Responsibility vs. Blame

I’ve argued before that we are pulled in many different ways by our feelings and needs, and that we do not consciously choose our actions. Also, believing that somebody deliberately chose to act badly is what triggers anger, hatred and blame.

– Heresy n°2 –

Everyone is always doing their best.

While I characterise it as a heresy, it’s not exactly a new idea. Many people reject it because thy are afraid that if noone is to blame for their actions, we will lose any kind of morality, and the basis for social order. In one sense this is true: our current societies are based on blame, and that does go out the window. At the same time we can easily replace it with something better: responsibility.

Blaming is about looking backward, about judging and finding a guilty party. Responsibility looks forward: it is our common responsibility to find a way of living together in peace. Blame is divisive, responsibility binds us together.

Consequences

Adopting Heresy n°2 means we can think in terms of incentives and deterrents. These don’t depend on free will: if an action is connected to a cost or benefit, this becomes a factor in the unconscious decision making process, and influences our behaviour. And we can think about influencing behaviour much more clearly without the fog of concepts like blameworthiness, and just deserts.

Have you ever found yourself defending your own behaviour, although, in your heart of hearts, you were unhappy with it yourself? When we play the blame-game, we are automatically creating opposition. When we say “you are a bad person” to someone, it’s not really surprising that they push back. Suppose instead we say: “I understand you had a good reason to act as you did, at the same time I really don’t like what you did, maybe you aren’t completely happy with it either?” Then maybe together with that person we can find ways to help them act differently in the future, or to prevent the negative consequences of such actions.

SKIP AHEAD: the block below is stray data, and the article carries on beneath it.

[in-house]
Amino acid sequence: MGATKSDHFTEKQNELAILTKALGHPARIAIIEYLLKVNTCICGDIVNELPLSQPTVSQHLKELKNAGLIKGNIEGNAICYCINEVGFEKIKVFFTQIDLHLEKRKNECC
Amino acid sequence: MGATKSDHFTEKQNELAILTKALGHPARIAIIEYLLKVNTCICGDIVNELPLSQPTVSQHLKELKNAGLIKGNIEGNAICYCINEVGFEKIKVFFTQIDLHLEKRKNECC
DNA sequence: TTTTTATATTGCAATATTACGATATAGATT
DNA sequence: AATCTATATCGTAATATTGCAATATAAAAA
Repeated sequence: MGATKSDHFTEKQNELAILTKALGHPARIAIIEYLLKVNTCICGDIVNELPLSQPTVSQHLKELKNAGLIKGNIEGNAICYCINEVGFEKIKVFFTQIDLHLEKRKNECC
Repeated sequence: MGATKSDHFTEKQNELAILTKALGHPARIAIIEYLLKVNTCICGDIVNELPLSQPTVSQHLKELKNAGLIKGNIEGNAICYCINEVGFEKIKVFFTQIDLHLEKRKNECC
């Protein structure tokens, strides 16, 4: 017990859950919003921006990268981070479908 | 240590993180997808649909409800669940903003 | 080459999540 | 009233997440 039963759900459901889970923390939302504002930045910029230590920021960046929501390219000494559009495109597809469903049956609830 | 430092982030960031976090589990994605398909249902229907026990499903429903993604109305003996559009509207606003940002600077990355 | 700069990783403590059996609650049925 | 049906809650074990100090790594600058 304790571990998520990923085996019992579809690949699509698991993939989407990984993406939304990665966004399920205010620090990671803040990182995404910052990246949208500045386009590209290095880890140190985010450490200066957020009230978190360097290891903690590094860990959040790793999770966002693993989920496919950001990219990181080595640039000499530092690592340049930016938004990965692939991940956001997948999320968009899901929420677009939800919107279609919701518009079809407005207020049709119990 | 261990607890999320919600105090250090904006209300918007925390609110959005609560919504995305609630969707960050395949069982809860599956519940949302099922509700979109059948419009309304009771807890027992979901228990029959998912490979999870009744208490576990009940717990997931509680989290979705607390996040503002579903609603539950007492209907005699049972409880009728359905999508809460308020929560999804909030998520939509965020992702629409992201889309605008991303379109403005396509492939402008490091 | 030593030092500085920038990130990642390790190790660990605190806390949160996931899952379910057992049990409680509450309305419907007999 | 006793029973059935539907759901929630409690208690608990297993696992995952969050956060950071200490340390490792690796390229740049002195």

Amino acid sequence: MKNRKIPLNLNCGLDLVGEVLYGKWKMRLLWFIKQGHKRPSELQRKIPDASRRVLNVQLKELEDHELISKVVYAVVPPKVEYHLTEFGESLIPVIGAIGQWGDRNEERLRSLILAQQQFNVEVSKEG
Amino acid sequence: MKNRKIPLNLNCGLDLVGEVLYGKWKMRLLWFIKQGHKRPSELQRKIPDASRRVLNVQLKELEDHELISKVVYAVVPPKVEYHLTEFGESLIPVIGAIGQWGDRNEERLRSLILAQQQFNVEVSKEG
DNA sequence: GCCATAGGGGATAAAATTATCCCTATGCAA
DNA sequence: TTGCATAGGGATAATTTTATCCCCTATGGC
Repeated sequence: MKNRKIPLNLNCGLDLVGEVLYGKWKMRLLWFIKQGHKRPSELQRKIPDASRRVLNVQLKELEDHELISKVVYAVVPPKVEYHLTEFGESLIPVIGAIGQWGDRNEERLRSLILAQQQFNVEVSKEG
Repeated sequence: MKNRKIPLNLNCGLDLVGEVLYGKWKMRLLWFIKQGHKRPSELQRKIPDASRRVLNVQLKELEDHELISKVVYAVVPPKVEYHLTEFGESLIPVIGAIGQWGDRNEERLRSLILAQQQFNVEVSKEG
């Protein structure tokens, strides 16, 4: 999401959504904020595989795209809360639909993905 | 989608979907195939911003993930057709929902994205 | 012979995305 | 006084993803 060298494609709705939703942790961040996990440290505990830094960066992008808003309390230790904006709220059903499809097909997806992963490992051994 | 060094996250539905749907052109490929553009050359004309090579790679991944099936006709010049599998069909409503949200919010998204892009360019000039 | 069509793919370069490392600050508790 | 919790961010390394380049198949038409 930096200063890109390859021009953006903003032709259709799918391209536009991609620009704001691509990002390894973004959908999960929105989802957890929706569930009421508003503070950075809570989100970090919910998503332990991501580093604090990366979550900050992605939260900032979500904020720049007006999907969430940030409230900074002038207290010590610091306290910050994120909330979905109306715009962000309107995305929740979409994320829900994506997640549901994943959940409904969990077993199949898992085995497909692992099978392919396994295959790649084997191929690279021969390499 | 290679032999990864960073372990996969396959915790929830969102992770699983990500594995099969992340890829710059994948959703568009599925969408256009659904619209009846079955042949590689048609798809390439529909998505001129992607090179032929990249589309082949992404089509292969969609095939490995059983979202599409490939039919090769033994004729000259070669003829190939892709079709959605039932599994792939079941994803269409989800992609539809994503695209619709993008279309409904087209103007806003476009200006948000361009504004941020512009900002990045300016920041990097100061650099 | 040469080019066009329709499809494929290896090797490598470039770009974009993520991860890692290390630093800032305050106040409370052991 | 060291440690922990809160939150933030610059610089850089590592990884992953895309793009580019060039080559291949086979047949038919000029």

Most important of all, when we adopt the idea that everyone is always doing their best we can stop wrestling in our minds with what we think is going on in someone else’s head. Have you ever found yourself repeating an argument you had with someone? Have you ever found yourself wanting to “teach someone a lesson”, or to “show them how it feels”? This is all unpleasant, and it’s not about what really happened, but about what you think is going on inside the other person’s head. When you accept that that person did not choose to act as they did, you can let it go.

Personal slant

There are many ways of expressing Heresy n°2., e.g. “Everyone is acting the only way they can act in the situation as they see it.” I prefer my version “Everyone is always doing their best” because I find it emotionally more appealing. The positive slant makes it easier for me to feel compassion with someone whose actions are getting on my nerves. Of course, everyone is free to find their own way of putting it.

A final test

If you think: “Well that’s all very nice, but it’s not really true, is it?” try this test. Think of something bad that you’ve done, something you are really unhappy with in retrospect. Were you happy and relaxed that day? Was the sun shining, the sky blue, and did you decide to do something bad just for the hell of it?  Or were you under pressure, stressed out, exhausted, afraid, or hurt? Was this something you did because you saw no other way, or you just couldn’t help yourself?

I think you will find that at that moment, under those circumstances you did the best you could, however miserable that best may have been. Now, if you claim this compassion for yourself: how can you deny it to anyone else?

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Thought Experiment on Anger

Why is the free-will question so important, especially if reality is bunk, anyway? Do this thought experiment:

Step 1: Choose a situation in your life, where someone made you really angry. Angry, not devastated; no murders etc.

Don’t read on until you’ve chosen. “Person A did X, and that really pissed me off.”

Continue reading Thought Experiment on Anger